H7N9 is a virus worth worrying about
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Horby, P., Tatem, A.J., Huang, Z., Gilbert, M., Robinson, T.P., Wint, G.R.W., Hayden, F.G., van Vinh Chau, N., Shindo, N., Carson, G., Gao, Z., Hongjie, Y., Hay, S.I. and Farrar, J. 2013. H7N9 is a virus worth worrying about. Nature 496(7446):399.
Permanent link to this item: http://hdl.handle.net/10568/33541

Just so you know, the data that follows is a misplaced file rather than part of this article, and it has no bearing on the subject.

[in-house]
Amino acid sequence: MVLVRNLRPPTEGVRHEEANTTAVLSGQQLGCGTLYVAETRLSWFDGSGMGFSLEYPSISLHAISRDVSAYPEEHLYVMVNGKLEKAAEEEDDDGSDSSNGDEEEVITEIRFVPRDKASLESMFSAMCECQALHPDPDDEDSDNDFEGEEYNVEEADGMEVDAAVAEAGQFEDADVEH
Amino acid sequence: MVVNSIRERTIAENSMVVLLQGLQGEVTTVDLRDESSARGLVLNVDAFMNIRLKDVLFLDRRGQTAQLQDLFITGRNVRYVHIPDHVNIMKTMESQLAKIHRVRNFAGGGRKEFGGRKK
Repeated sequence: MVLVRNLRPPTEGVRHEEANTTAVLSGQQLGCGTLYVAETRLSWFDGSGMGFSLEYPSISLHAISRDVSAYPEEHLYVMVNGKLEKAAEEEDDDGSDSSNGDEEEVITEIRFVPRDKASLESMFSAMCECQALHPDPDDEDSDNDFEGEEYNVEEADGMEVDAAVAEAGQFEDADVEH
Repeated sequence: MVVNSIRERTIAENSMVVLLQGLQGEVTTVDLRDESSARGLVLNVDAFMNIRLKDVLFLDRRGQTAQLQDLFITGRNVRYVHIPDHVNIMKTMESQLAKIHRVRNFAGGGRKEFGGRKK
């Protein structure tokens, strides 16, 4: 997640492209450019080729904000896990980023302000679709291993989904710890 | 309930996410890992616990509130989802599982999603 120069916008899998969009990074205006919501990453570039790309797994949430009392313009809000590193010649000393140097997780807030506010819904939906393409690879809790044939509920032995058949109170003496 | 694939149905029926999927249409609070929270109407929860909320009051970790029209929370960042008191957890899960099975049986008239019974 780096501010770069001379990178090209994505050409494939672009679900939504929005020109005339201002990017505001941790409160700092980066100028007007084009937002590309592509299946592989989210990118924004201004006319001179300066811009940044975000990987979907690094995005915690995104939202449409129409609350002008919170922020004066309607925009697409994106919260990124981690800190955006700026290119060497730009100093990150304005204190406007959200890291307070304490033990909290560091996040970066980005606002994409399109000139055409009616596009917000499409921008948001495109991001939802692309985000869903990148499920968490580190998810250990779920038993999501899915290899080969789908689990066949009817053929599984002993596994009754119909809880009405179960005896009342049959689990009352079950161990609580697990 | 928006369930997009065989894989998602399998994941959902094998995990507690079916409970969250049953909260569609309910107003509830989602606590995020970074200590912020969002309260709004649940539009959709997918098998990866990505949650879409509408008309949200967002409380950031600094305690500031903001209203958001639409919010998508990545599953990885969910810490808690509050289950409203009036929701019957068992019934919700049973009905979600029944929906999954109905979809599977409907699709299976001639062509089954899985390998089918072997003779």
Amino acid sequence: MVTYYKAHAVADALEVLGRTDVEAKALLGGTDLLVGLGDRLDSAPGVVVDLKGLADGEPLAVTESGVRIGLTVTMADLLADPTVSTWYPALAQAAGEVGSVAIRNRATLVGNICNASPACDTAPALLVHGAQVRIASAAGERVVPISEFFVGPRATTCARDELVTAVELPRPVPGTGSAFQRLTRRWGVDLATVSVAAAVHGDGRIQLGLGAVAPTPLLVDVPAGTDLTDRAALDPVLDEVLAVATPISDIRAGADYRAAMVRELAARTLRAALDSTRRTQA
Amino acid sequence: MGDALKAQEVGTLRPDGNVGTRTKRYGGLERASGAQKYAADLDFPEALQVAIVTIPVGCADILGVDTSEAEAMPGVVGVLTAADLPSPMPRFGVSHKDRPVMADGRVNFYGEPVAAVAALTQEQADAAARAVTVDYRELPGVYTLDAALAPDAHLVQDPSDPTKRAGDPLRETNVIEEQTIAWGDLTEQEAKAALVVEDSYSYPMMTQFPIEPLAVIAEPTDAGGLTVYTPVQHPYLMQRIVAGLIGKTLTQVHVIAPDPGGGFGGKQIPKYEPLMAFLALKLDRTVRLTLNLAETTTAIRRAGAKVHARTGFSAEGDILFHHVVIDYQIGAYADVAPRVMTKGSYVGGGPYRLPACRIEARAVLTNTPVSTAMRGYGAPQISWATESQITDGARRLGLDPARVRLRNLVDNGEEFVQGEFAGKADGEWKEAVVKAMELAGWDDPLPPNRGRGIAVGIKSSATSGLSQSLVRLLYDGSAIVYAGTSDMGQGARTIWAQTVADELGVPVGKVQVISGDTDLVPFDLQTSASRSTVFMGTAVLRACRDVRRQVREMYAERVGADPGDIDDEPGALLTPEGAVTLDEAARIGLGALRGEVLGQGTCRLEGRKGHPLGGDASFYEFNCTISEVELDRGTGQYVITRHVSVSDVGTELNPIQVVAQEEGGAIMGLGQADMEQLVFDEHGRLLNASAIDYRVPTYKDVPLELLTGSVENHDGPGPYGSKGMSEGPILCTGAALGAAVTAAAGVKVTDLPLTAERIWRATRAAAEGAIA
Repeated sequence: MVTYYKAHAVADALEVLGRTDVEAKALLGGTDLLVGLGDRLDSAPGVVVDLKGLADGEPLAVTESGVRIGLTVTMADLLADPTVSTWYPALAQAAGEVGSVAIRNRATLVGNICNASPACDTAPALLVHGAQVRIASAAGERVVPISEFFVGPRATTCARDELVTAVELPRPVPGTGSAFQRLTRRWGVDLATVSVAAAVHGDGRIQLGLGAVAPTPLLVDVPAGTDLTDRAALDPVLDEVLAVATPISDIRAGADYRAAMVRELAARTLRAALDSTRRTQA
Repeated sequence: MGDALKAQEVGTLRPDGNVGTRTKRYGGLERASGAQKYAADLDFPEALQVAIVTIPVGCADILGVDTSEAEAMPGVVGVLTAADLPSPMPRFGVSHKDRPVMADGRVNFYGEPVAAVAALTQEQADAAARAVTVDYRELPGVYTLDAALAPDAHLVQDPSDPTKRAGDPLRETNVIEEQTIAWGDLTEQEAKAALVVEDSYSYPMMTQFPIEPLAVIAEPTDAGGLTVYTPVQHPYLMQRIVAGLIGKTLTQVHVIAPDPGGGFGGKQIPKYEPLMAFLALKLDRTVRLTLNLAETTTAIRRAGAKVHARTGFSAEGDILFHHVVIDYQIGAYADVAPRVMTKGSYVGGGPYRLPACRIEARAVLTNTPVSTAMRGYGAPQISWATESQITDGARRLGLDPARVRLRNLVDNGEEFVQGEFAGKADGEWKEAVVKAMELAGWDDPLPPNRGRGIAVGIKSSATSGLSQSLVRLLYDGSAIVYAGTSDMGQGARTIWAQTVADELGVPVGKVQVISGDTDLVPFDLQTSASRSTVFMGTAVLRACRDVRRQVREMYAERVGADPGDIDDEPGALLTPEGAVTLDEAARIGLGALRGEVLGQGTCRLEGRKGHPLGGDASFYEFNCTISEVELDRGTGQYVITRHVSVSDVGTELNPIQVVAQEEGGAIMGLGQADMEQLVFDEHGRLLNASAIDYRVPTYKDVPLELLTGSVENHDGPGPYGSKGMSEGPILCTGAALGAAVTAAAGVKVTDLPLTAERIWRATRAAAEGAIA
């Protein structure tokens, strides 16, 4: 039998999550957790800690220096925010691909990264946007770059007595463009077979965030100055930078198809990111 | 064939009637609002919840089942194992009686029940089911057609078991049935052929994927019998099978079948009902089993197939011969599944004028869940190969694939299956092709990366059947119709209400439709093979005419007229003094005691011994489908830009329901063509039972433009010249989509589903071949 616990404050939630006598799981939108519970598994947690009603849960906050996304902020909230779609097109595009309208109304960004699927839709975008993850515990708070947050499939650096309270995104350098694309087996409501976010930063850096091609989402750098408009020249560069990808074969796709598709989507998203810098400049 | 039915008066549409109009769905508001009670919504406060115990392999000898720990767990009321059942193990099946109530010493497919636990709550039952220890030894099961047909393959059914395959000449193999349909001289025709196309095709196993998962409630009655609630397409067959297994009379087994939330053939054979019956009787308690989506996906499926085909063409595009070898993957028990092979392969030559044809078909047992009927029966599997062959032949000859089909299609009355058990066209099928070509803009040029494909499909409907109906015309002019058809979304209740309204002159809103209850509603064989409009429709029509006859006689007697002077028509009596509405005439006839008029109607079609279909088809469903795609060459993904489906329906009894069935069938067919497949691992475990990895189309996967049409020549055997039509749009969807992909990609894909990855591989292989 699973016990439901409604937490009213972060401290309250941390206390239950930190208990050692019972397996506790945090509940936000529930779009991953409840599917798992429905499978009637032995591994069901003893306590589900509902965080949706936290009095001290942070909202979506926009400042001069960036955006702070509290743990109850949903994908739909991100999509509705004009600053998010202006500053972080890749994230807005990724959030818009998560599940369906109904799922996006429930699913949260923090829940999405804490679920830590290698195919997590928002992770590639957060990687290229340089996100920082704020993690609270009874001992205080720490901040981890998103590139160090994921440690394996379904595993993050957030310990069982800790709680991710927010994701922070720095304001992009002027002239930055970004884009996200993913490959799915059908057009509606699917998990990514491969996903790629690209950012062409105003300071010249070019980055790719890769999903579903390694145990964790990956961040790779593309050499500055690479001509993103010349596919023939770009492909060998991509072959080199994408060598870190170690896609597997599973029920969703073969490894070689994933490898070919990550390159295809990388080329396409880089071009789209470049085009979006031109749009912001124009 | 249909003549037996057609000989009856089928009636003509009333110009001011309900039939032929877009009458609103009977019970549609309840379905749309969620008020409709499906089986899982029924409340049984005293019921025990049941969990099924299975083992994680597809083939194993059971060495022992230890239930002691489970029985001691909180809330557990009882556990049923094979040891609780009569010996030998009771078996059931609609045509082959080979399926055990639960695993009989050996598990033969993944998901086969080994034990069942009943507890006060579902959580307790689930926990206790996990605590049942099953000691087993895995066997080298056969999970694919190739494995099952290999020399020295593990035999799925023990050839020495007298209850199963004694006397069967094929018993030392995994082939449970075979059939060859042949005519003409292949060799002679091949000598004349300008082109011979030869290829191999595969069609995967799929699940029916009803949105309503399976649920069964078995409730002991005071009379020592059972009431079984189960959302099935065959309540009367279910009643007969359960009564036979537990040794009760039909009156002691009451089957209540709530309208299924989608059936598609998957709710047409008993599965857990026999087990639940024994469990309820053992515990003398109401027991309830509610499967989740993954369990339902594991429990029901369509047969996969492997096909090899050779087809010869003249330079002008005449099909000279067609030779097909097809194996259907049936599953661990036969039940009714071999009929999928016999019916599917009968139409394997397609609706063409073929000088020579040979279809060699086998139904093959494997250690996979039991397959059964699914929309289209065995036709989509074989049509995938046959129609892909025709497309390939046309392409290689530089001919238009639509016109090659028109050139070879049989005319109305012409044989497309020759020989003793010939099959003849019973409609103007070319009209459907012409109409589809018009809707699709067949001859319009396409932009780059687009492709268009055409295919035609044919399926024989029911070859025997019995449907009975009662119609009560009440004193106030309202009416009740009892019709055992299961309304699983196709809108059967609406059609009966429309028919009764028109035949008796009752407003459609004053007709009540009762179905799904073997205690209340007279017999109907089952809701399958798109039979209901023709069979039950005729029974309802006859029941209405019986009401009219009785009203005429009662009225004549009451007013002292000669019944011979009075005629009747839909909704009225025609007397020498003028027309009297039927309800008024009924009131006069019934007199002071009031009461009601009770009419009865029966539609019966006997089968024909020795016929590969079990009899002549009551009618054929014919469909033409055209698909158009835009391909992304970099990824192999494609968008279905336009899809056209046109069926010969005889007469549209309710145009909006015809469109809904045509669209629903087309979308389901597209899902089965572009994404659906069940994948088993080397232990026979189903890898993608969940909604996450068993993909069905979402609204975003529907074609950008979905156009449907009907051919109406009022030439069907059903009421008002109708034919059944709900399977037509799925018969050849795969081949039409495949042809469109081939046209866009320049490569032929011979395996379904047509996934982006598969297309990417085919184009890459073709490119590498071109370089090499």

Once again an animal influenza A virus has crossed the species barrier to cause an appreciable number of human cases. Now, two months after the first known human infections with the H7N9 virus, the question is: which of the paths set by previous emerging influenza viruses will it follow? One predecessor, H5N1, generated alarm owing to its high pathogenicity in humans. It has proved to be a tenacious adversary, remaining endemic in poultry across large parts of Asia, but thankfully it has not adapted to humans and person-to-person transmission remains rare. A second, H7N7, caused a number of mostly mild human infections in the Netherlands in 2003, with some evidence of limited person-to-person spread, but extensive poultry culling controlled it. A third, the H1N1 swine influenza virus that emerged in 2009, successfully adapted to humans and caused a pandemic. So will H7N9 prove to be controllable? Will it remain entrenched in animals? Or will it, like the H1N1 virus, stably adapt to humans and cause a pandemic? The fine line between foresight and alarmism can only be drawn in retrospect. Nevertheless, my colleagues and I consider that H7N9 has many of the traits that make a new flu virus worrisome.